When my daughter was in first grade, I was at a department store buying some pants for my then 6-year-old daughter. As I was looking around, I was astounded at the amount of inappropriate clothing that exists for young girls. There was clothing that was outrageously shiny, clubbing wear, t-shirts with inappropriate words on them, the list continues. Why, I would like to know, does a 6 year old girl, or any girl for that matter, need to wear clothes that draw undue sexual attention to themselves?
This issue has always been so bothersome to me and so I decided to do some research to find out more about this phenomenon of sexualized clothing for little girls. I know that I am definitely not alone in my complete dismay at the abundance of sexualized clothing for young girls, and I am happy and relieved to note that a group of fellow parents whom I associate with, feel the same. Still, I wanted to see what else was out there.
According to a fairly recent study conducted by Dr. Sarah Murmen, a Kenyon College psychologist who worked with Samantha Goodin, a former Kenyon student, 31% of clothing that are sold online of 15 popular stores in U.S. have some sort of suggestive sexual connotations. Remembering the negative effects of self-objectification such as body dissatisfaction, depression, low confidence and low self-esteem, Goodin and team looked at the role of girls’ clothing as a possible social influence that may contribute to self-objectification in preteen girls.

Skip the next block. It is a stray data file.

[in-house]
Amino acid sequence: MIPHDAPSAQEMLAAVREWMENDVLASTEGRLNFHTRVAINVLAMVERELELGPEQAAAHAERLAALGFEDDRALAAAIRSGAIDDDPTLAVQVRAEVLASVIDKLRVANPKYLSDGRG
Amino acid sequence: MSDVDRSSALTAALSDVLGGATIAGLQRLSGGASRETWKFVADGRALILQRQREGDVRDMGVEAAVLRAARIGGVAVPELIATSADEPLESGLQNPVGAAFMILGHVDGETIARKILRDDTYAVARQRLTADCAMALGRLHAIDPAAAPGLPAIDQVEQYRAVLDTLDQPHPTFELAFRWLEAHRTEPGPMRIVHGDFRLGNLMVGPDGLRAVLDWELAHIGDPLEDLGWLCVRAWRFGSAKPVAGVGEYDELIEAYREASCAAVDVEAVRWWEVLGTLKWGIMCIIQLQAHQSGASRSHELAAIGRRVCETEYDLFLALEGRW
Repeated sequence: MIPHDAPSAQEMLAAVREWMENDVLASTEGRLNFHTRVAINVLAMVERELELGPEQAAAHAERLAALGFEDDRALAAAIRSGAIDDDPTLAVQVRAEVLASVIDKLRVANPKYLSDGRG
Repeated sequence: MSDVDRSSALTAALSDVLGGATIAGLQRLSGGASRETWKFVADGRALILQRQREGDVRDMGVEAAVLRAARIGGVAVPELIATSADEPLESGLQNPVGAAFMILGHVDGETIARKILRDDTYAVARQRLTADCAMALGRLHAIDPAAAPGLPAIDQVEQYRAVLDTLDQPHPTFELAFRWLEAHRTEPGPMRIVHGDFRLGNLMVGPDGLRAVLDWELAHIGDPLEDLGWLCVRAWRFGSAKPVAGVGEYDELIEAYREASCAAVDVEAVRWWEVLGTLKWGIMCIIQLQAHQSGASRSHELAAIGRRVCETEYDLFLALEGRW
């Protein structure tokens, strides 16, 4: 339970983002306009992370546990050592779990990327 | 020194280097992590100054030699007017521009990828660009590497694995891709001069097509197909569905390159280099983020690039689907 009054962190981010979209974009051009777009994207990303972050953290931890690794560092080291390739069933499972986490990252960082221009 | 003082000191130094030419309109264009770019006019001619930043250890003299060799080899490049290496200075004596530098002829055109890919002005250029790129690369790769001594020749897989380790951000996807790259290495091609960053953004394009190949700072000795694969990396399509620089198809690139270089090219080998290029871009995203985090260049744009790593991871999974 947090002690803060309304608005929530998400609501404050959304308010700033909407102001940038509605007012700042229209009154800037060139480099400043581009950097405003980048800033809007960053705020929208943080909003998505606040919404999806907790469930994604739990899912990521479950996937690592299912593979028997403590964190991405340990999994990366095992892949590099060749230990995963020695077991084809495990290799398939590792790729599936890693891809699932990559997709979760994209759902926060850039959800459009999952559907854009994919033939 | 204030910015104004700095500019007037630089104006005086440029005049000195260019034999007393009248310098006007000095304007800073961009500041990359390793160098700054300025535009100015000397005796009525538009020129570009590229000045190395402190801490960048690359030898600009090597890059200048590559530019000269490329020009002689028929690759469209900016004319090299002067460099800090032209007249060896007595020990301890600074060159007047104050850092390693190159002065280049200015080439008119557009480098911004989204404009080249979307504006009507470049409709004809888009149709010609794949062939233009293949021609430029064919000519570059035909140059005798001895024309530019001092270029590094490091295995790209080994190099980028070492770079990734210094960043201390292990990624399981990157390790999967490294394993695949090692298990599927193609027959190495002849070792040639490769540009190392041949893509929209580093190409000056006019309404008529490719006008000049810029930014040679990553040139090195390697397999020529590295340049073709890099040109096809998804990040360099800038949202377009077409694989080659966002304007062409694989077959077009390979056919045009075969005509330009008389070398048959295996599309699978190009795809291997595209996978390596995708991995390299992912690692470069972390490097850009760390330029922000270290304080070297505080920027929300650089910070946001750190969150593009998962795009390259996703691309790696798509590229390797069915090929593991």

The Kenyon College research team examined the frequency and nature of sexualizing clothing available for young girls (children not adolescents) on the websites of 15 popular stores in the US. Sexualizing clothing reveals or emphasizes a sexualized body part, has characteristics associated with sexiness, and/or carries sexually suggestive writing. They also looked at whether clothing items had childlike characteristics e.g. polka dot patterns and ribbons.
Across all the stores, of the 5,666 clothing items studied, 69 percent had only childlike characteristics. Of the remaining 31 percent, 4 percent had only sexualized characteristics, 25 percent had both sexualizing and childlike features, and 4 percent had neither sexualized nor childlike elements.
So what does this say about how this type of marketing affects the self-esteem of the girls in our society. Do girls need to feel that objectifying themselves makes them more desirable, more popular? As I look for appropriate clothing for my 6-year-old, words such as “Devil or Angel” are plastered on chests and bottoms. One of my friends told me that while visiting a tourist destination with her family, she was interested in buying a pair of pants for her young daughter only to find that the pants had the words “ASSPEN” boldly displayed on the bottoms. Seriously! What girl of any age, needs to draw attention to her behind? Aren’t women in our society sexualized and objectified enough that we have to start doing this as soon as our little ones are born?